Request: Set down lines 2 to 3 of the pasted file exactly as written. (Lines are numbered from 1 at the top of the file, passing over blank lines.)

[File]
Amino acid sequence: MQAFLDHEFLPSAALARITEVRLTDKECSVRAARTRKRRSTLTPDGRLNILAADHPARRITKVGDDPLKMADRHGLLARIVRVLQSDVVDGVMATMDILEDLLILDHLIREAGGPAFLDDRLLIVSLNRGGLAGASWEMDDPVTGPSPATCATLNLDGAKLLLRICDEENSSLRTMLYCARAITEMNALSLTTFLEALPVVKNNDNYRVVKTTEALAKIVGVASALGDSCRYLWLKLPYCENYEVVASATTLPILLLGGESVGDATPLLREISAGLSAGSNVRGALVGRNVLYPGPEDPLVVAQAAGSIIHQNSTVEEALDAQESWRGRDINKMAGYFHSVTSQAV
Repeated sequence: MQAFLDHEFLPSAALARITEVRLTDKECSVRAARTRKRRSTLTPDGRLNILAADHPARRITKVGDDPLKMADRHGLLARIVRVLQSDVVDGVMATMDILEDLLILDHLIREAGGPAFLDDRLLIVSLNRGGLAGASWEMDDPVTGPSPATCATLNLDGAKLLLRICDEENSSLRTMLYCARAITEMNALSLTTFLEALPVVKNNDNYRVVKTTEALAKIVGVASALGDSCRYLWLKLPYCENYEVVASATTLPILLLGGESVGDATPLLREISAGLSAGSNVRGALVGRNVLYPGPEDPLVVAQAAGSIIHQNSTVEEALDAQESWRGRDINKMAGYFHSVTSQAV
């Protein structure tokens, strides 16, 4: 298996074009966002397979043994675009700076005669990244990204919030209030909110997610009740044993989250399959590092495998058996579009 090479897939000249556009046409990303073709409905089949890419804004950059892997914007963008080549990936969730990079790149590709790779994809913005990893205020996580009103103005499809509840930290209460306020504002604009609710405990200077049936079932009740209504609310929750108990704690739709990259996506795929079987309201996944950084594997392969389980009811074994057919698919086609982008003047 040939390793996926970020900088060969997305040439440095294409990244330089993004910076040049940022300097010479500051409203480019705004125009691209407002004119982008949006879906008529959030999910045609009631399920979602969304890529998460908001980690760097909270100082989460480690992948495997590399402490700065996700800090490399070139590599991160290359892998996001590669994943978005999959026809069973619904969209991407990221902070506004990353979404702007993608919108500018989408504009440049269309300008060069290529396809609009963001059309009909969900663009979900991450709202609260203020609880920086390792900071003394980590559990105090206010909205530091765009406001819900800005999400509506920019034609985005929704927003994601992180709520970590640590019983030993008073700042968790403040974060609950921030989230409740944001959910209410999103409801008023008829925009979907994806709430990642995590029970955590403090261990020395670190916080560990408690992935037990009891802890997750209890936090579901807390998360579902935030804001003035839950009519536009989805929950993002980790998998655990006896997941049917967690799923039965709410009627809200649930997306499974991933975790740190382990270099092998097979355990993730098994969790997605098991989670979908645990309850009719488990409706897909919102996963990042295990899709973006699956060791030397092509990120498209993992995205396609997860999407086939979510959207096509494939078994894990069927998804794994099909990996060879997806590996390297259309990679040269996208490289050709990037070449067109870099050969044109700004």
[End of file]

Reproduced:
Repeated sequence: MQAFLDHEFLPSAALARITEVRLTDKECSVRAARTRKRRSTLTPDGRLNILAADHPARRITKVGDDPLKMADRHGLLARIVRVLQSDVVDGVMATMDILEDLLILDHLIREAGGPAFLDDRLLIVSLNRGGLAGASWEMDDPVTGPSPATCATLNLDGAKLLLRICDEENSSLRTMLYCARAITEMNALSLTTFLEALPVVKNNDNYRVVKTTEALAKIVGVASALGDSCRYLWLKLPYCENYEVVASATTLPILLLGGESVGDATPLLREISAGLSAGSNVRGALVGRNVLYPGPEDPLVVAQAAGSIIHQNSTVEEALDAQESWRGRDINKMAGYFHSVTSQAV
């Protein structure tokens, strides 16, 4: 298996074009966002397979043994675009700076005669990244990204919030209030909110997610009740044993989250399959590092495998058996579009 090479897939000249556009046409990303073709409905089949890419804004950059892997914007963008080549990936969730990079790149590709790779994809913005990893205020996580009103103005499809509840930290209460306020504002604009609710405990200077049936079932009740209504609310929750108990704690739709990259996506795929079987309201996944950084594997392969389980009811074994057919698919086609982008003047 040939390793996926970020900088060969997305040439440095294409990244330089993004910076040049940022300097010479500051409203480019705004125009691209407002004119982008949006879906008529959030999910045609009631399920979602969304890529998460908001980690760097909270100082989460480690992948495997590399402490700065996700800090490399070139590599991160290359892998996001590669994943978005999959026809069973619904969209991407990221902070506004990353979404702007993608919108500018989408504009440049269309300008060069290529396809609009963001059309009909969900663009979900991450709202609260203020609880920086390792900071003394980590559990105090206010909205530091765009406001819900800005999400509506920019034609985005929704927003994601992180709520970590640590019983030993008073700042968790403040974060609950921030989230409740944001959910209410999103409801008023008829925009979907994806709430990642995590029970955590403090261990020395670190916080560990408690992935037990009891802890997750209890936090579901807390998360579902935030804001003035839950009519536009989805929950993002980790998998655990006896997941049917967690799923039965709410009627809200649930997306499974991933975790740190382990270099092998097979355990993730098994969790997605098991989670979908645990309850009719488990409706897909919102996963990042295990899709973006699956060791030397092509990120498209993992995205396609997860999407086939979510959207096509494939078994894990069927998804794994099909990996060879997806590996390297259309990679040269996208490289050709990037070449067109870099050969044109700004």